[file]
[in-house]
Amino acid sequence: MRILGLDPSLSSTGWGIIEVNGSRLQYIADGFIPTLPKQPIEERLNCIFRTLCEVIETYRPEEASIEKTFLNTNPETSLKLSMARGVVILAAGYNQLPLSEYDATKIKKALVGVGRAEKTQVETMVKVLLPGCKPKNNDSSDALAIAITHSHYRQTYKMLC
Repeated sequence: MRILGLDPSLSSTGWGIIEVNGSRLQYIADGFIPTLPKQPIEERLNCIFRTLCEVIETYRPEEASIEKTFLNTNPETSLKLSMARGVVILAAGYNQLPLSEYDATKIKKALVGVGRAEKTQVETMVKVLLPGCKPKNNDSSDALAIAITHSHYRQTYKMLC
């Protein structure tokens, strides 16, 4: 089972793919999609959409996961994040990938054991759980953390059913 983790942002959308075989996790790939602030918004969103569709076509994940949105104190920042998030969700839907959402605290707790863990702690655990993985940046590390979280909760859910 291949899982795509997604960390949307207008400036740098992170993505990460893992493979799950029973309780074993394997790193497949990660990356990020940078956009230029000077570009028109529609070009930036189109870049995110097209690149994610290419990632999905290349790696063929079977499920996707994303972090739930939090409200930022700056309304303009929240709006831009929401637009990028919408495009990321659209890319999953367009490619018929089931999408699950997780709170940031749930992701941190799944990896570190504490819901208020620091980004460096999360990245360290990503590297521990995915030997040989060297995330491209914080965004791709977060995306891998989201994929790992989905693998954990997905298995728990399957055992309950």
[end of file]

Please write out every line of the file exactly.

[in-house]
Amino acid sequence: MRILGLDPSLSSTGWGIIEVNGSRLQYIADGFIPTLPKQPIEERLNCIFRTLCEVIETYRPEEASIEKTFLNTNPETSLKLSMARGVVILAAGYNQLPLSEYDATKIKKALVGVGRAEKTQVETMVKVLLPGCKPKNNDSSDALAIAITHSHYRQTYKMLC
Repeated sequence: MRILGLDPSLSSTGWGIIEVNGSRLQYIADGFIPTLPKQPIEERLNCIFRTLCEVIETYRPEEASIEKTFLNTNPETSLKLSMARGVVILAAGYNQLPLSEYDATKIKKALVGVGRAEKTQVETMVKVLLPGCKPKNNDSSDALAIAITHSHYRQTYKMLC
């Protein structure tokens, strides 16, 4: 089972793919999609959409996961994040990938054991759980953390059913 983790942002959308075989996790790939602030918004969103569709076509994940949105104190920042998030969700839907959402605290707790863990702690655990993985940046590390979280909760859910 291949899982795509997604960390949307207008400036740098992170993505990460893992493979799950029973309780074993394997790193497949990660990356990020940078956009230029000077570009028109529609070009930036189109870049995110097209690149994610290419990632999905290349790696063929079977499920996707994303972090739930939090409200930022700056309304303009929240709006831009929401637009990028919408495009990321659209890319999953367009490619018929089931999408699950997780709170940031749930992701941190799944990896570190504490819901208020620091980004460096999360990245360290990503590297521990995915030997040989060297995330491209914080965004791709977060995306891998989201994929790992989905693998954990997905298995728990399957055992309950």